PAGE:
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Climate change and electricity consumption--Witnessing increasing or decreasing use and costs?

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  • Pilli-Sihvola, Karoliina
  • Aatola, Piia
  • Ollikainen, Markku
  • Tuomenvirta, Heikki

Abstract

Climate change affects the need for heating and cooling. This paper examines the impact of gradually warming climate on the need for heating and cooling with an econometric multivariate regression model for five countries in Europe along the south-north line. The predicted changes in electricity demand are then used to analyze how climate change impacts the cost of electricity use, including carbon costs. Our main findings are, that in Central and North Europe, the decrease in heating due to climate warming, dominates and thus costs will decrease for both users of electricity and in carbon markets. In Southern Europe climate warming, and the consequential increase in cooling and electricity demand, overcomes the decreased need for heating. Therefore costs also increase. The main contributors are the role of electricity in heating and cooling, and the climatic zone.

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Bibliographic Info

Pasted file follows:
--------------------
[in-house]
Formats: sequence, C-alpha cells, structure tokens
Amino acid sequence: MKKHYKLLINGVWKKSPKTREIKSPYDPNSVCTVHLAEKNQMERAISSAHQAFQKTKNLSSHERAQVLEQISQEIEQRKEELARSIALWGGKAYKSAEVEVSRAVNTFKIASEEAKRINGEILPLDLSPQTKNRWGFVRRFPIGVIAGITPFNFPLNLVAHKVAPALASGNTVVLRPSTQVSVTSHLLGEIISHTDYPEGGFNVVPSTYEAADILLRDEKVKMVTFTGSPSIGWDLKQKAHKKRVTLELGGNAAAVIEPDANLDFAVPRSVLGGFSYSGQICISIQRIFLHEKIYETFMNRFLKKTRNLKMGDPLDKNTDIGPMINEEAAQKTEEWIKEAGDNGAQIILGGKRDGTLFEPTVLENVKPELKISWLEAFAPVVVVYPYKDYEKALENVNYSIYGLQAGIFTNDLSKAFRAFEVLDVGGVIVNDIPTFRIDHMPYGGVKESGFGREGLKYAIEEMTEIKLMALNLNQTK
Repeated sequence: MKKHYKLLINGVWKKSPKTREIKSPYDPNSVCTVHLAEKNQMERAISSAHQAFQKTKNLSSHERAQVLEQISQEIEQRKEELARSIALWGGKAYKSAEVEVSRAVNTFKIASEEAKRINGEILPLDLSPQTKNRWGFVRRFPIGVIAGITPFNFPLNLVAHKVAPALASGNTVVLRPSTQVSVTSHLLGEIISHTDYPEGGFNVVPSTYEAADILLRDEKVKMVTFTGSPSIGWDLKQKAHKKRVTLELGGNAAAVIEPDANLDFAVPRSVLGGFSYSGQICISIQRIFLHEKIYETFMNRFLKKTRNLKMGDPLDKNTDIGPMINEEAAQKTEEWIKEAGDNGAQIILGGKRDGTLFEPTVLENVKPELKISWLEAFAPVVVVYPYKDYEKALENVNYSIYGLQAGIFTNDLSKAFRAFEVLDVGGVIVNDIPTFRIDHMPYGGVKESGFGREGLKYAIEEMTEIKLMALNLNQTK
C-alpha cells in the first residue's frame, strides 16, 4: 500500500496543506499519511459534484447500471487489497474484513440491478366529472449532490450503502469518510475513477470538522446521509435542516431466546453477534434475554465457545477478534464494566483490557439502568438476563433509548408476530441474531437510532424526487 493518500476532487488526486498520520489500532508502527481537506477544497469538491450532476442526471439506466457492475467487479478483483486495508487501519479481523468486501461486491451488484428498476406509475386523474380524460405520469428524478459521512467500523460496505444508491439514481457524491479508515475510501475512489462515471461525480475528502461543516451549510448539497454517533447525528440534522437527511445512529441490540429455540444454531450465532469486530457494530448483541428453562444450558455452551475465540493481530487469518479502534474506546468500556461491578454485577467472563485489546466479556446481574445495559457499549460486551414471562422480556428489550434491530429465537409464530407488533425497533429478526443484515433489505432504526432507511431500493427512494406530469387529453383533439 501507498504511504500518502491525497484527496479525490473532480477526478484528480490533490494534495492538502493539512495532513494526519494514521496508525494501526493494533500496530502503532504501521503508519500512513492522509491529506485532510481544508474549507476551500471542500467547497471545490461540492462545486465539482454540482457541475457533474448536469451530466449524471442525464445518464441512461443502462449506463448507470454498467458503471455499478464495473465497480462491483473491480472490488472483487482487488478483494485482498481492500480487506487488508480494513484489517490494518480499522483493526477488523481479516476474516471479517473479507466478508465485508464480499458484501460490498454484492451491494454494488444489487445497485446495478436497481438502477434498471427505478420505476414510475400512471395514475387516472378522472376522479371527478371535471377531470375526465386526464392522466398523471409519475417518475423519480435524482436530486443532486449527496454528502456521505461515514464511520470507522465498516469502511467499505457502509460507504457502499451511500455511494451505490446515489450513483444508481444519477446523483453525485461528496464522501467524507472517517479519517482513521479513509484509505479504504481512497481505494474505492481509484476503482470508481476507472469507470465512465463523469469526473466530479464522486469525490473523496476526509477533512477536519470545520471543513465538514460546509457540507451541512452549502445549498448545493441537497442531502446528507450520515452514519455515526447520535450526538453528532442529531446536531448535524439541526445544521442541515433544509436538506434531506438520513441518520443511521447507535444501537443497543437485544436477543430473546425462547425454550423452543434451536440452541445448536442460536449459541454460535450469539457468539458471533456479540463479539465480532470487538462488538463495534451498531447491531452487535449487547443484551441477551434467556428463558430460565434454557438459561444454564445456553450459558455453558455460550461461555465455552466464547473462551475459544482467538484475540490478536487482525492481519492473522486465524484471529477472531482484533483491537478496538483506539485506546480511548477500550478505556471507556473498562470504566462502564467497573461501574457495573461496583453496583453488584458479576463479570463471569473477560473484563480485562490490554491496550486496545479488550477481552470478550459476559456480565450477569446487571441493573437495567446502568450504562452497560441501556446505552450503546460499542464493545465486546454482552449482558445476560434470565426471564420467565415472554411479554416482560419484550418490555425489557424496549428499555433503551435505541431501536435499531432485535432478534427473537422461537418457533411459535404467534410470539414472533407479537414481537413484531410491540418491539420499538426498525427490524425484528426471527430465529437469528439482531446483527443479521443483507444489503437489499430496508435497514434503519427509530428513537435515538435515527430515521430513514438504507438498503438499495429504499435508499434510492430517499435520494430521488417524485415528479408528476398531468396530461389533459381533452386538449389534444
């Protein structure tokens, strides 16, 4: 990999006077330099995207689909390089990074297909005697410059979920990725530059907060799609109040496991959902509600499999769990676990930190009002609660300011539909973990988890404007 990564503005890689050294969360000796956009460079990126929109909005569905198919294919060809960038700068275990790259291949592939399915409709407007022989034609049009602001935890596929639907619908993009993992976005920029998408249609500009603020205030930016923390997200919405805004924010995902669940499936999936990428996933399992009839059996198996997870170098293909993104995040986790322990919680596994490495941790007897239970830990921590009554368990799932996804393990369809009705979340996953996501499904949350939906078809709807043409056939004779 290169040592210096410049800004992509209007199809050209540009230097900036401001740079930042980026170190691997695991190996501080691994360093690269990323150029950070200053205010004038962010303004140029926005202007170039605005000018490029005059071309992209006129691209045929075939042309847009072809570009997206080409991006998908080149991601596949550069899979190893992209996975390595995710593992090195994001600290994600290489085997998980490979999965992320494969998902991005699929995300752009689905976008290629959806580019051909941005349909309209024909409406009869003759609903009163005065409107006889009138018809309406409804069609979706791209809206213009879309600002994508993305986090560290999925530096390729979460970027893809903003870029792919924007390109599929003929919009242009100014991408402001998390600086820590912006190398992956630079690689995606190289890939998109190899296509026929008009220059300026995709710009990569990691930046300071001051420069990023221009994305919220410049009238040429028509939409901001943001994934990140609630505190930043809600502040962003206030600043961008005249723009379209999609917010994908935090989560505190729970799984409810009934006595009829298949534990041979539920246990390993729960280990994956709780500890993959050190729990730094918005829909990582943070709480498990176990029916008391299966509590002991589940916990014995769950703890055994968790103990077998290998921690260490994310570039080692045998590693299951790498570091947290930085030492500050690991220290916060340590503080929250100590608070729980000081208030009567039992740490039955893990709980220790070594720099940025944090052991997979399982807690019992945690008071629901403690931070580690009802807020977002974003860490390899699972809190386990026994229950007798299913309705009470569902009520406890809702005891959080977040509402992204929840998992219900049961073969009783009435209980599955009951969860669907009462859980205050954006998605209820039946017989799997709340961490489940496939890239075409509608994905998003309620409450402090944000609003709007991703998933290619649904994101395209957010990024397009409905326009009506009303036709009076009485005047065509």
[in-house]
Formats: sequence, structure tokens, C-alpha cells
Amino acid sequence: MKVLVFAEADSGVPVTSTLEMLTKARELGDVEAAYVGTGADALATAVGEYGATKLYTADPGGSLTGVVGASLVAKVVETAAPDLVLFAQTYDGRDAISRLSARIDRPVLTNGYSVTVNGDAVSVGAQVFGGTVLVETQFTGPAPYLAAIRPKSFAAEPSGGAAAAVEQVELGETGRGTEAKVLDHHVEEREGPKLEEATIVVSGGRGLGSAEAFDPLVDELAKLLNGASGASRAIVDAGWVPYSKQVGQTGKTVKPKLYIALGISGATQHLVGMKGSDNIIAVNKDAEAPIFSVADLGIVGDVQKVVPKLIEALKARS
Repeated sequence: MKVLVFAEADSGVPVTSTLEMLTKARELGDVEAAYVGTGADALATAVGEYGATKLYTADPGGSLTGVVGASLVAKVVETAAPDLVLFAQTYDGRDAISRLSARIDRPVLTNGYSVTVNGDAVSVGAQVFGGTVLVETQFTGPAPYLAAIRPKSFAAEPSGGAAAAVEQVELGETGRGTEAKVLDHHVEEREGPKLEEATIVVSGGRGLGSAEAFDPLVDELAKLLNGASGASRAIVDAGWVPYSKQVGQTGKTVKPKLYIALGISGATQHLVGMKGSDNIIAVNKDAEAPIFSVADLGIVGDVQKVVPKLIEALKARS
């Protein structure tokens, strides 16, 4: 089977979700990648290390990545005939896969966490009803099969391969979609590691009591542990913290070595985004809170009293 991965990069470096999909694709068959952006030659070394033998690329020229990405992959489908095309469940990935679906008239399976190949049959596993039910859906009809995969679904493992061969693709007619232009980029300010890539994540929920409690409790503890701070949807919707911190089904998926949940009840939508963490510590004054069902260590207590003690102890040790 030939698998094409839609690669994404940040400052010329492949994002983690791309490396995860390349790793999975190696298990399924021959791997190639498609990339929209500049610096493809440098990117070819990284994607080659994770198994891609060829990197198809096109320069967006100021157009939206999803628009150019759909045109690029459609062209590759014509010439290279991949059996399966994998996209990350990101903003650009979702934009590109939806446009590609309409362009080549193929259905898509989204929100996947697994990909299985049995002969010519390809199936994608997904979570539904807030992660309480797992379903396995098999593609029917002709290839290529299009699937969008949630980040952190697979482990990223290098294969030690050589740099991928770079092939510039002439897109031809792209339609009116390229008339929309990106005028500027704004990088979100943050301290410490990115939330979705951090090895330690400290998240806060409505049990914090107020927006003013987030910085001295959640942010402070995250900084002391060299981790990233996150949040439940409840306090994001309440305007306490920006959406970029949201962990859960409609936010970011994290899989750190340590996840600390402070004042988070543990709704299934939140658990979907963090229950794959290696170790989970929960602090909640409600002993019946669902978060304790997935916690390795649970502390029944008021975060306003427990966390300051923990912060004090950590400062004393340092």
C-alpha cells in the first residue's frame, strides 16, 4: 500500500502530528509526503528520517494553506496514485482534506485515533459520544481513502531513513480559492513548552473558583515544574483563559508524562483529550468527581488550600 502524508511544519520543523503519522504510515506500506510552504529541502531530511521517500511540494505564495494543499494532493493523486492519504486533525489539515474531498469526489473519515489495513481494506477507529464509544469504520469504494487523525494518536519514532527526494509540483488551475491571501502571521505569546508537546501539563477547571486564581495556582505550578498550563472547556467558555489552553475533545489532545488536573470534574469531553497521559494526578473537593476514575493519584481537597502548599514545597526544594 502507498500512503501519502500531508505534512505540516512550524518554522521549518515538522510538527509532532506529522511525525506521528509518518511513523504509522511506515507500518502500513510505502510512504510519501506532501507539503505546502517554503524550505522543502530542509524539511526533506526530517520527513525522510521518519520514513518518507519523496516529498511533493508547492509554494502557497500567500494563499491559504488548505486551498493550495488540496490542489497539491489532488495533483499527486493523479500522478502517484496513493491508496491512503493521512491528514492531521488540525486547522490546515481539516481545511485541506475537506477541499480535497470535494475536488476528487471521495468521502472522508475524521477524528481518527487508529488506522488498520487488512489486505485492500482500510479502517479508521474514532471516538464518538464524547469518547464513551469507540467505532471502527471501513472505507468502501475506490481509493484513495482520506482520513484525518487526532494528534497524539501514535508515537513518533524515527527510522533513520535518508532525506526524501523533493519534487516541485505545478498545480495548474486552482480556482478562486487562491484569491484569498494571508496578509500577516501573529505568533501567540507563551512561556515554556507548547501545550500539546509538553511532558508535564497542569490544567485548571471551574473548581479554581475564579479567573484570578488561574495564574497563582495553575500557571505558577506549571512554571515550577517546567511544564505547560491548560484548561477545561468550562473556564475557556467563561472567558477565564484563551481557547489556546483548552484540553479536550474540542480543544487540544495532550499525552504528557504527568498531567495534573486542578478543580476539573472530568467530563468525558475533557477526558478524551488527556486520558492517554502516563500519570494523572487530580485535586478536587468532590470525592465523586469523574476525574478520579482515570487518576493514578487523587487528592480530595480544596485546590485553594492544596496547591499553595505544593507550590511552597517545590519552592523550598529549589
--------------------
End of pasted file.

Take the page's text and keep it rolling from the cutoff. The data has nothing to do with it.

Article provided by Elsevier in its journal Energy Policy.

Volume (Year): 38 (2010)
Issue (Month): 5 (May)
Pages: 2409-2419

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Handle: RePEc:eee:enepol:v:38:y:2010:i:5:p:2409-2419

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Web page: http://www.elsevier.com/locate/enpol

Related research

Keywords: Climate change Electricity demand Costs of climate change;

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Cited by:
  1. Suganthi, L. & Samuel, Anand A., 2012. "Energy models for demand forecasting—A review," Renewable and Sustainable Energy Reviews, Elsevier, vol. 16(2), pages 1223-1240.
  2. Zhu, Dan & Tao, Shu & Wang, Rong & Shen, Huizhong & Huang, Ye & Shen, Guofeng & Wang, Bin & Li, Wei & Zhang, Yanyan & Chen, Han & Chen, Yuanchen & Liu, Junfeng & Li, Bengang & Wang, Xilong & Liu, Wenx, 2013. "Temporal and spatial trends of residential energy consumption and air pollutant emissions in China," Applied Energy, Elsevier, vol. 106(C), pages 17-24.
  3. Bašta, Milan & Helman, Karel, 2013. "Scale-specific importance of weather variables for explanation of variations of electricity consumption: The case of Prague, Czech Republic," Energy Economics, Elsevier, vol. 40(C), pages 503-514.
  4. Jane Ebinger & Walter Vergara, 2011. "Climate Impacts on Energy Systems : Key Issues for Energy Sector Adaptation," World Bank Publications, The World Bank, number 2271, October.

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